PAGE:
Notes from DEC/EC Meeting
Monday -- May 2, 2011

Items for Discussion/Presentations:

  1. WAGs, continued from last month
  1. 278 extensions (presented by Elton Croy):  See attached summary (pdf, 1 page).
  1. IPAs and section 208:  An employee who is on detail to the NIH from another institution remains an employee of his/her home institution. Thus, an IPA detailee may not participate in matters as a federal employee that affect his/her personal and imputed interests. This means he/she may not be assigned to participate in matters that affect his/her home institution, both specific party matters and matters of general applicability.

    If an employee is detailed full time to the NIH and is on a leave of absence from his/her home institution, a regulatory waiver allows the IPA detailee to participate in any particular matter of general applicability that affects his/her home institution as long as the matter will not have a special or distinct effect on that institution other than as part of a class. You should confirm with the institution that the detailee is on a leave of absence before applying the regulatory exemption for general matters. See 5 CFR 2640.203(b).

    If the detail is for less than 100% of the person’s time, the detailee may work on matters that affect his/her home institution while at his/her institution, or otherwise on his/her institution’s time. For example, a part-time IPA detail may be able to remain as PI on an NIH grant while serving on an IPA detail to the NIH. However, the representation ban in 18 USC 205 may prohibit some of the PI’s interactions with the NIH as PI. A co-PI may need to be appointed to handle these duties.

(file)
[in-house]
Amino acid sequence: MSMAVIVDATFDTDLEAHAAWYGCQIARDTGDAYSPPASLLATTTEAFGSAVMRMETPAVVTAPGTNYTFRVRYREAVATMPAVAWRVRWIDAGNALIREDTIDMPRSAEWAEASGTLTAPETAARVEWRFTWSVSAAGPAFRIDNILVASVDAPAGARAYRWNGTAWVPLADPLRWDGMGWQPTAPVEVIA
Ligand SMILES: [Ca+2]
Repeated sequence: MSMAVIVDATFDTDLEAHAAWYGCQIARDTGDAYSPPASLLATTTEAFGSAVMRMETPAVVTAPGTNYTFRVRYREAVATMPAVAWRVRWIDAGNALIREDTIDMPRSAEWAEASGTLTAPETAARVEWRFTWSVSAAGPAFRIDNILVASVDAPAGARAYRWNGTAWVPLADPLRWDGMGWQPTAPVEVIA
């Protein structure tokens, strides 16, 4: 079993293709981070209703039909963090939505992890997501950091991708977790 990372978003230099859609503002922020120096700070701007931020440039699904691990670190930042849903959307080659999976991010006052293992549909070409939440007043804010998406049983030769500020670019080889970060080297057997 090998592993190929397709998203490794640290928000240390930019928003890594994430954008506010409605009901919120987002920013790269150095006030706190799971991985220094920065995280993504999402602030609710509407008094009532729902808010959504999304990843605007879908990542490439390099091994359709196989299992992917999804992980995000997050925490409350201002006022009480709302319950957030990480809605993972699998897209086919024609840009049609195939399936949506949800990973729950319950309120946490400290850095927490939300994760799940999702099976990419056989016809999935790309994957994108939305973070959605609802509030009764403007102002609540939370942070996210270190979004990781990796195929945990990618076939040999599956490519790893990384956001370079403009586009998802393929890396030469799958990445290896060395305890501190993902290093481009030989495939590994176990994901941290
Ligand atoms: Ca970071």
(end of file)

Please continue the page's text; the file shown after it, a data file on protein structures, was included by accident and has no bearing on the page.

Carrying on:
Ethics officials should: 1) ask their EOs to notify them when an IPA detail is coming on board (preferably before the detailee arrives); and 2) discuss the limitations of sections 205 and 208 with the detailee’s supervisor and the detailee him/herself.
  1. Speaking engagement at grantee institution involving previously approved outside writing activity: Marketing of a book, such as participating in a book signing, is generally covered by the initial 520 (often it is incorporated into the contract) and is permitted without additional clearance.  Lectures on the book’s subject matter at a university, for example, require a new clearance which must be done on a case-by-case basis.  With book talks, the outside employer is the sponsor of the talk (the university) and not the publisher (unlike with a book signing).  Thus, a conflicts analysis between the employee’s official duties and the sponsoring entity would be required before the lecture could be cleared as an outside activity.  (Any potential conflict would be with the sponsoring entity and not the subject of the lecture; the subject matter was already cleared when the employee received permission to write the book (assuming the scope of his official duties have not changed).)
  1. Awards scenario:  Items of little intrinsic value (i.e., items without inherent value) may be accepted under the gift exclusion at 2635.203(b)(2) if such items are given to the awardee solely for presentation. However, a medal made out of precious metal, or a crystal trophy purchased from a well-known designer (e.g., Waterford or Lalique), has inherent value and would not fit the 203(b)(2) exclusion. Such a gift may be accepted by the employee if, for example, the award is deemed bona fide under section 2635.204(d)(1).
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